This already shaky defence — that of the honourable silence of the outraged innocent — is weakened further by the fact that Ramaphosa said that he would voluntarily meet with the ANC’s integrity commission to brief them on the facts. What would he say to the moral guardians of a terminally corrupt political party that he dare not say to the nation? In any case, two months later, the integrity commission meeting still has not happened.

There is perhaps a dawning realisation in the Ramaphosa war room that earlier assumptions that he could avoid any public reckoning over Farmgate long enough to secure at the December leadership conference the second term that seemed easily within his grasp, may be mistaken. Six months is a long time to duck and dive, which is why he and his Cabinet supporters are behaving like deer frozen in the headlights.

They are on tenterhooks. When Fraser made his Farmgate allegations, the coterie of Radical Economic Transformation supporters that surround him made clear that this was just the first salvo. There was more to come, Economic Freedom Fighters leader Julius Malema warned darkly at a press conference.

Before Farmgate, Ramaphosa was known for his calm and measured response to sometimes tumultuous events around him. At times, he seemed so calm as to be comatose, as when the July 2021 riots shook the country.

That’s changed. His legendary savoir-faire has been rattled and in the past fortnight, there have been other odd trip-ups, the kind made by a president who is bewildered and uncertain of what best to do to ensure his survival.

This year the South African economy has been roiled by the worst ever Eskom power crisis. The public is at the end of its tether. On 11 July, Ramaphosa announced that he and his Cabinet had been working on a “bold” solution to the problem and that the details would be announced within days. Nothing has yet happened, except for a presidential “fact-finding” visit to a power station.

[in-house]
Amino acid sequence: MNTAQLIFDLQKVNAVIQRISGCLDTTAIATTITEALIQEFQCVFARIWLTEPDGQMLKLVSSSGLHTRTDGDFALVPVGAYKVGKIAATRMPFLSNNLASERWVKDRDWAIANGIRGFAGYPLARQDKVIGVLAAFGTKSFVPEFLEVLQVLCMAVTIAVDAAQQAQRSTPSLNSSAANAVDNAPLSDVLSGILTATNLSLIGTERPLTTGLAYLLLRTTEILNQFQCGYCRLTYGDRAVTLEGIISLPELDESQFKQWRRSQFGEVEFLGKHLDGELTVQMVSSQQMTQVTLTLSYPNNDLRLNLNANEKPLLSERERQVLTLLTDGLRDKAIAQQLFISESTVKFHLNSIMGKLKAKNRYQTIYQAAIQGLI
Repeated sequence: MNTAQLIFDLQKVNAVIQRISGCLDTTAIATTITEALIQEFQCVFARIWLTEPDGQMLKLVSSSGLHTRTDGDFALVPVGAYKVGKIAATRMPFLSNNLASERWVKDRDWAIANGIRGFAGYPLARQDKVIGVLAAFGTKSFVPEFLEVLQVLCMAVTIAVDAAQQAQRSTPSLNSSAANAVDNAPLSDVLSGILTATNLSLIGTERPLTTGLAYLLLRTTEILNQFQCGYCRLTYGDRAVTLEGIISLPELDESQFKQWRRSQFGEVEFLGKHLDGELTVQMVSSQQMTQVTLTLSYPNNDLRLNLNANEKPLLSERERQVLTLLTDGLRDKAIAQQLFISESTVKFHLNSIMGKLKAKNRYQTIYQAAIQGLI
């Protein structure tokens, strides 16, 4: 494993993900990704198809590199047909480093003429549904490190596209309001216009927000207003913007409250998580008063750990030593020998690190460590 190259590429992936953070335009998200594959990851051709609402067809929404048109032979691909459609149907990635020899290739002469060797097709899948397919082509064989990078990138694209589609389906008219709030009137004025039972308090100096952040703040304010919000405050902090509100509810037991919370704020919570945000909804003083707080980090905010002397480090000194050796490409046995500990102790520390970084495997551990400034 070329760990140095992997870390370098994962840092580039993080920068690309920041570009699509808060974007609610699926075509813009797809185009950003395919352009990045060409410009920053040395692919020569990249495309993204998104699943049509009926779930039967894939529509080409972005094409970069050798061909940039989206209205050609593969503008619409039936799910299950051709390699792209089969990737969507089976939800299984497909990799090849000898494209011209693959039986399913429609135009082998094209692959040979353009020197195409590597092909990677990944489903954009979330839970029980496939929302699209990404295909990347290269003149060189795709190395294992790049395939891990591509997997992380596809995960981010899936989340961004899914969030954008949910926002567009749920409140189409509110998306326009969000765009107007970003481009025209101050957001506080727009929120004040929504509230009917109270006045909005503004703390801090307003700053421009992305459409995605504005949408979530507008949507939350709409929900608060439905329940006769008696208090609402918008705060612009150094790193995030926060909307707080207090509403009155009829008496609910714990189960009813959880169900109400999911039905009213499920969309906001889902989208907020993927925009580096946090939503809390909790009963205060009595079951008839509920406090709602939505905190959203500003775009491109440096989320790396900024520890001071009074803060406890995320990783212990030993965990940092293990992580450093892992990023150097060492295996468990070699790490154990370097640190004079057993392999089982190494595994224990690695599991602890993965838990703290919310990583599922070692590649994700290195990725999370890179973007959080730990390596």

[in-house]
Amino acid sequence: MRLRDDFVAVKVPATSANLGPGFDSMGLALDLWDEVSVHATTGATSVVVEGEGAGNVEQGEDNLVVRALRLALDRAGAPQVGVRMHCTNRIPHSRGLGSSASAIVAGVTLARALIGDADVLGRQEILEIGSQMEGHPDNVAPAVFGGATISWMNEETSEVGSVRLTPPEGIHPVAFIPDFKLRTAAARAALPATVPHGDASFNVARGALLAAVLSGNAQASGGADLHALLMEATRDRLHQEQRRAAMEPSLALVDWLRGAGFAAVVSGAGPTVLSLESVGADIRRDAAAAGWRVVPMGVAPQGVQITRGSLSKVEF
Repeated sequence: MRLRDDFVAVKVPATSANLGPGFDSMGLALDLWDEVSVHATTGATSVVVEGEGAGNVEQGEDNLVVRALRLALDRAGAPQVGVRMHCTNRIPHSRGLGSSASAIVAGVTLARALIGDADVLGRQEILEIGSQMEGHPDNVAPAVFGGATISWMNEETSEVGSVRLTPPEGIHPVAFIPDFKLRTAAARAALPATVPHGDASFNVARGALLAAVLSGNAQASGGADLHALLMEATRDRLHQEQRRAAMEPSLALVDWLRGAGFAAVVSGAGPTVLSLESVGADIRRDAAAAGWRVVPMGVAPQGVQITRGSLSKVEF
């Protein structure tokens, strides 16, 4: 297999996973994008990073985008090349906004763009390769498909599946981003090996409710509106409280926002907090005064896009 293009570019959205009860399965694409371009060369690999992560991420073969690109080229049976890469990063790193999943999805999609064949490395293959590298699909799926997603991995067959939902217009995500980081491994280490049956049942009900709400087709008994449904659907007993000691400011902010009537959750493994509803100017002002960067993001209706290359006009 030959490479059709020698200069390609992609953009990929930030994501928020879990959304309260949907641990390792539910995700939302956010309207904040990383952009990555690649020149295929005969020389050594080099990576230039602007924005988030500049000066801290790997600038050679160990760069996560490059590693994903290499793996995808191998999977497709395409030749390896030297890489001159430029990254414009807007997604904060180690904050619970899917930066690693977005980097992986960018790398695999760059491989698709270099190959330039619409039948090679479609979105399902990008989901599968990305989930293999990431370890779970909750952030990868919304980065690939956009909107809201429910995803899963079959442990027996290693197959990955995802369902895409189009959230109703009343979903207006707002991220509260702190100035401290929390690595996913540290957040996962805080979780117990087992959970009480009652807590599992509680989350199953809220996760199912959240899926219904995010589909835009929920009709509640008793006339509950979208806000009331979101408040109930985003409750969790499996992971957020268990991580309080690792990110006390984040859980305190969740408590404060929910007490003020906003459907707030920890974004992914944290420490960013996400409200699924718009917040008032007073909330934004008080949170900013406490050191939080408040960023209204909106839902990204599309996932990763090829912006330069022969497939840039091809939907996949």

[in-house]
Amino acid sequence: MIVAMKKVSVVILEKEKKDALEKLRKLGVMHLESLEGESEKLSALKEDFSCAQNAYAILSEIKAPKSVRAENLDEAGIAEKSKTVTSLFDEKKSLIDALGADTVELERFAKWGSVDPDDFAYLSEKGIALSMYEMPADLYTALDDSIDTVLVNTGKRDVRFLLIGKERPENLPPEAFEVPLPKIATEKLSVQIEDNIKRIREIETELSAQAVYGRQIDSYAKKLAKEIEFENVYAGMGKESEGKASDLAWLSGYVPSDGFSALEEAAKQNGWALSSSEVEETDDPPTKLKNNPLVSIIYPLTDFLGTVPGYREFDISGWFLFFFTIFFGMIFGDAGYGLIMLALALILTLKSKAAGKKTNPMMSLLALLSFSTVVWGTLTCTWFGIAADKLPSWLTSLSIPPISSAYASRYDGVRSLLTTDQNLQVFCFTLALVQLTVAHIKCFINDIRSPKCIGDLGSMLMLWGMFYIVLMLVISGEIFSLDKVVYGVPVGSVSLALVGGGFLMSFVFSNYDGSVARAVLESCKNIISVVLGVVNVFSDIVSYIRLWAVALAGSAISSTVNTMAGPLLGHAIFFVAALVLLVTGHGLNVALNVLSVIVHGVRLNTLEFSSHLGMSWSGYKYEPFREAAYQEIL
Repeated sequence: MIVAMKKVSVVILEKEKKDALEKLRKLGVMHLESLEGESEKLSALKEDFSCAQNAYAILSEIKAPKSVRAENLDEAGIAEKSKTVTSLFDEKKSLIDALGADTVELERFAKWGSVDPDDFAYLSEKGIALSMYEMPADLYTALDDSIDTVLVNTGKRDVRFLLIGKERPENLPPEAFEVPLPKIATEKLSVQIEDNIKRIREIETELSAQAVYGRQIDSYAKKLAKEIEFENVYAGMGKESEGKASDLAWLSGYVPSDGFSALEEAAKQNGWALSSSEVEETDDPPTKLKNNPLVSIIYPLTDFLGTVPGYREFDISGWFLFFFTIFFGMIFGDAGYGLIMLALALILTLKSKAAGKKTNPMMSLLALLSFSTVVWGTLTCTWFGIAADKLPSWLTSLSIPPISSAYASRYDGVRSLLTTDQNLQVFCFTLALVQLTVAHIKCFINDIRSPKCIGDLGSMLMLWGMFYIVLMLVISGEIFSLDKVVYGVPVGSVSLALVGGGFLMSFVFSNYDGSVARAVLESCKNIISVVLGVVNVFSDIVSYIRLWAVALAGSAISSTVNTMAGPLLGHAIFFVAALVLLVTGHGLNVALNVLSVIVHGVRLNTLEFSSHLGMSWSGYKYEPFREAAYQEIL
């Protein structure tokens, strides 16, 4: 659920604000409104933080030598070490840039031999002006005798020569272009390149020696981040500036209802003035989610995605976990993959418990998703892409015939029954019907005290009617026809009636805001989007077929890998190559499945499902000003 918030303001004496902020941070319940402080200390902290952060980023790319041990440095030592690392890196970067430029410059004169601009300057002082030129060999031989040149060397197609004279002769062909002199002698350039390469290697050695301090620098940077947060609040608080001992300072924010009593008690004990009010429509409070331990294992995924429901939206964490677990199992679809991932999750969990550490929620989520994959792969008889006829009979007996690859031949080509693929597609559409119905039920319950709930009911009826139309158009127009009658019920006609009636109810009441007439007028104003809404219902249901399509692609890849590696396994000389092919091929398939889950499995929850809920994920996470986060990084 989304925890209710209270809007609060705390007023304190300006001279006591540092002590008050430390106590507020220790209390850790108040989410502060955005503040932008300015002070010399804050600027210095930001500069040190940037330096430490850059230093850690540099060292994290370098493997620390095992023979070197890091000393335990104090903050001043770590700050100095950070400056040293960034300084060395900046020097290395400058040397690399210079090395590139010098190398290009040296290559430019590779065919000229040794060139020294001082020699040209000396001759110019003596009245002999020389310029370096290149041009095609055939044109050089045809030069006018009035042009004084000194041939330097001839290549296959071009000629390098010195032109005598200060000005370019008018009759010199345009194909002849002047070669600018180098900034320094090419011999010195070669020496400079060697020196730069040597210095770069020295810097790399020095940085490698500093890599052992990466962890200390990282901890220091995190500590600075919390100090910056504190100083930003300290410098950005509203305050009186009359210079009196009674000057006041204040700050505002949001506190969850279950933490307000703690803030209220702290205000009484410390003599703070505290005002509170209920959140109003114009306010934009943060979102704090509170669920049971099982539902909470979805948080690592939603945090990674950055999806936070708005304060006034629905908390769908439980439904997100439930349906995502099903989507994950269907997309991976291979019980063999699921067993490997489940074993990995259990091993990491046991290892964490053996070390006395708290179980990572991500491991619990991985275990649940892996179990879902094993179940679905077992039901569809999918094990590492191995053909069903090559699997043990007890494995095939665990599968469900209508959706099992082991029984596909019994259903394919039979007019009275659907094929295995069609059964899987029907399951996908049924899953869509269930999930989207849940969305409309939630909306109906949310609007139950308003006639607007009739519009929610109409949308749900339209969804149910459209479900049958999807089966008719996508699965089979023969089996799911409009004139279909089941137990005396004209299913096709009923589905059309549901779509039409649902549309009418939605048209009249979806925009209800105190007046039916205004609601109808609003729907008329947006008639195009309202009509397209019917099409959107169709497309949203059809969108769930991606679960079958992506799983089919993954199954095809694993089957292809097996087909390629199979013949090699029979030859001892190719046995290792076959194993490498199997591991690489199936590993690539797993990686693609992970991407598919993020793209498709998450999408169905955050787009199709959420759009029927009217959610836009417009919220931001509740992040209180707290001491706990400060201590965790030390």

Then a few days later, at the SA Communist Party’s conference, Ramaphosa embraced a bizarre proposal by Mineral Resources and Energy Minister Gwede Mantashe that the government should set up another state-owned electricity entity to compete with Eskom. Two days later, he seemed tangentially to back off the idea. Or maybe not.

Vacillation and uncertainty are good neither for investor nor voter confidence. So far, the only definitive move on the electricity crisis is that Public Enterprises Minister Pravin Gordhan has now accepted, with thanks, the offer made by the Solidarity trade union in May, to provide a list of people with the necessary technical skills to address the skills crisis at Eskom.

For the Ramaphosa administration to take help from a white union is a big swallowing of pride. Part of the reason for the crisis is the dismissal of thousands of white engineers since 1994, to meet race quotas A previous offer from Solidarity, made in 2019, was disdainfully ignored.

A week is a long time in politics, the maxim goes. Ramaphosa has to make it through for another six months.

If he is going to make the distance — without looking as guilty, or behaving as deviously, as the criminals he purports to be fighting — he’s going to have to change his tactics.

Many, perhaps most, South Africans were at first willing to give Ramaphosa the benefit of the doubt on the Farmgate allegations. That goodwill is waning, despite the terrifying prospect of the RET grabbing power if he is ousted.

If Ramaphosa is innocent, he has to provide, soon, a frank and credible public explanation of what happened at his Phala Phala farm. If he continues behaving as he has, in terms of his dashed political prospects a court finding of guilt will be unnecessary.